Prior to the arrival of Europeans, there were several types of dogs in the Pacific Northwest: larger “village” dogs and hunting dogs and smaller woolly dogs, kept separately to prevent interbreeding. Woolly dogs were a little larger than the modern American Eskimo dog breed and had curled tails, pricked ears and a pointed foxlike face. Instead of barking, they howled.

Traditionally, only high-status Coast Salish women were allowed to keep woolly dogs, and a woman’s individual wealth could be measured by how many she had. Blankets woven of dog hair, often mixed with hair from mountain goats and waterfowl or plant fibers, were important trade and gift items.

Historians and economists, looking back, first claimed the disappearance of the woolly dog breed was the result of simple capitalist forces: The availability of cheap manufactured blankets offered by businesses like the Hudson’s Bay Company meant the Coast Salish didn’t need to make their own blankets. Why go through the immense time and labor in keeping wool dogs and crafting blankets in the traditional way when you could just buy a machine-woven blanket?

But the Coast Salish don’t agree. Debra qwasen Sparrow, a master weaver of the Musqueam Nation, explained to us, “The blankets really tell a story of our history, our families, the way in which they identified in the communities, (they’re) all reflected in the blankets.”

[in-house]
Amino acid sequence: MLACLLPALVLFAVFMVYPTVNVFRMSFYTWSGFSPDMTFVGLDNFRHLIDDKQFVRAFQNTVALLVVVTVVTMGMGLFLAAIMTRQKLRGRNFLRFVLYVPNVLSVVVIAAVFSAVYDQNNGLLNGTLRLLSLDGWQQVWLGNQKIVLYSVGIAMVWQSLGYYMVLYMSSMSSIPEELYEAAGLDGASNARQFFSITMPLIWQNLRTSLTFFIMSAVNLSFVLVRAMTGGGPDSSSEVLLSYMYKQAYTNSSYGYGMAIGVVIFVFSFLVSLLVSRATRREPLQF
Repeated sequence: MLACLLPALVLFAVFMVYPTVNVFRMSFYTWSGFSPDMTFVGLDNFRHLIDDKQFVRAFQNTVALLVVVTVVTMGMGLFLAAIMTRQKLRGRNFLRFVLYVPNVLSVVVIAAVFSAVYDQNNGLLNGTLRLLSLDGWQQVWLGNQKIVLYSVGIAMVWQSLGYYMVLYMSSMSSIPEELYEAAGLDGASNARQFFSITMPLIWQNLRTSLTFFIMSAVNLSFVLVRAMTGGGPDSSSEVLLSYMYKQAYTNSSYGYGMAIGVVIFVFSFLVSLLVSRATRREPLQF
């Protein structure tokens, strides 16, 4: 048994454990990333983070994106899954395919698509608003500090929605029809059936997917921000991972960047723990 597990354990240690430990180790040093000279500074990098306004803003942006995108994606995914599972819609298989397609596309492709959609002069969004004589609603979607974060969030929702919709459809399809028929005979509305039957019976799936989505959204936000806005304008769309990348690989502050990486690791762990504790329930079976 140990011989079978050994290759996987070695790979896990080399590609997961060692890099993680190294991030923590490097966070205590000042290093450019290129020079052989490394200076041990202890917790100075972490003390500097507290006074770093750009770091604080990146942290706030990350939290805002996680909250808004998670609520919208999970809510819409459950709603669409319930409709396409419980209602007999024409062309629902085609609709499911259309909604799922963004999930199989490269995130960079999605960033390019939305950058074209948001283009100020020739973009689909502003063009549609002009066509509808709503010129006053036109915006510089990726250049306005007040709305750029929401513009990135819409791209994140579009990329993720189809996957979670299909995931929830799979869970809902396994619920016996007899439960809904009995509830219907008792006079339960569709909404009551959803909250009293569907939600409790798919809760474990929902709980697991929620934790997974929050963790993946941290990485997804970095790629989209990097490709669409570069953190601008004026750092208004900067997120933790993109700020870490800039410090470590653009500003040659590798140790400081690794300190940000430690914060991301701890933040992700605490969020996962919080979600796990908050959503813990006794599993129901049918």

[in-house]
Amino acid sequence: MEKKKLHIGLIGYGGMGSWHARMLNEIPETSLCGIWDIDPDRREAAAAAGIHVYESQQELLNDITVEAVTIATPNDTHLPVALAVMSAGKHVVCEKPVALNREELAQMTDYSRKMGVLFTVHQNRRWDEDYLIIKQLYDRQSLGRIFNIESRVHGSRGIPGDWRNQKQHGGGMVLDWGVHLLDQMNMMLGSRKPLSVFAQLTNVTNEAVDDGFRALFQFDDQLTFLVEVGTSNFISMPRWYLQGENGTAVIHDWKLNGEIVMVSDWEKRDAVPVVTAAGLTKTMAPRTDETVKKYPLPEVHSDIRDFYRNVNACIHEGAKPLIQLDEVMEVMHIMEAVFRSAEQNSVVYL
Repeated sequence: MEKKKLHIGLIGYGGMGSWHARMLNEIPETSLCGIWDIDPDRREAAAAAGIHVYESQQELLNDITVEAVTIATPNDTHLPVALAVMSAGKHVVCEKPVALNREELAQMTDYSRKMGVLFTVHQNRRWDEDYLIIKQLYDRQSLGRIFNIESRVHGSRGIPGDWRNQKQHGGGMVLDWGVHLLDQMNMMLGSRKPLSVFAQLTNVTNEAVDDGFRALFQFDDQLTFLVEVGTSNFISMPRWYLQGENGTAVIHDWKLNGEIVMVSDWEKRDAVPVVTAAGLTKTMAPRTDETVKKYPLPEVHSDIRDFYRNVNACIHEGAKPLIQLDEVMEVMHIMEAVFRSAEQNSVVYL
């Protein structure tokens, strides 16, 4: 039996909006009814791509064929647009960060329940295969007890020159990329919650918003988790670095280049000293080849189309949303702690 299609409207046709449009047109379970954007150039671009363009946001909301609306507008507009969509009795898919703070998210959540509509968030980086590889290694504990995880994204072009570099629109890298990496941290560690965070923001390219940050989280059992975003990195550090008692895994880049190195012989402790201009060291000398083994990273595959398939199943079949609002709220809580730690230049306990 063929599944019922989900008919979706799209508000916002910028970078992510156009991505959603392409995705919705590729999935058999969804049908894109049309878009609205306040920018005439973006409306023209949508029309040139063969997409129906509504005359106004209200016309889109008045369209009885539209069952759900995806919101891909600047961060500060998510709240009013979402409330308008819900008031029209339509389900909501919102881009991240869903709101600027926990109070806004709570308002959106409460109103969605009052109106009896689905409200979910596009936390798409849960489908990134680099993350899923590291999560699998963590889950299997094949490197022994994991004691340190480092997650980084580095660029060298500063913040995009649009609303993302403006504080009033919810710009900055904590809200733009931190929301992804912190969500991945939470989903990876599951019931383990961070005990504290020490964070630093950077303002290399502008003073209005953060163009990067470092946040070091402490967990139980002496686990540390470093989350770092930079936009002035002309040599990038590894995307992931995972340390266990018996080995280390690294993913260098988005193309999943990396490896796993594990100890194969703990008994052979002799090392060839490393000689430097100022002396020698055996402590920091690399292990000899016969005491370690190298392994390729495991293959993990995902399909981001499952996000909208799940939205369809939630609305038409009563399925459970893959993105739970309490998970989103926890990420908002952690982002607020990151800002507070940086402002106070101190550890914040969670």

And Coast Salish people say they would never have willingly parted with their beloved canine friends. The simple economic explanation ignores the massive role colonialism played in the demise of the woolly dogs. Repressive government policies tried to control and subdue Indigenous cultural practices.

“They were told they couldn’t do their cultural things. There was the police, the Indian agent and the priests,” Stó:lō Nation elder Xweliqwiya Rena Point Bolton told our research team. “The dogs were not allowed. (My grandmother) had to get rid of the dogs. And so the family never ever saw them.”

Eventually, there were no more Coast Salish woolly dogs.

pelt fur-side down on a paper-covered table
Researchers used a portable X-ray fluorescence analyzer as part of their investigation of Mutton’s remains. Audrey Lin

Piecing together a picture of Mutton’s life

We did have access to Mutton’s pelt, though, which had been archived for more than 160 years. No one knows exactly how Gibbs initially acquired Mutton, but it’s likely he got the dog while working with local communities in Stó:lō territory in present-day British Columbia. Using modern techniques, we set out to answer questions about Mutton’s breed and ancestry.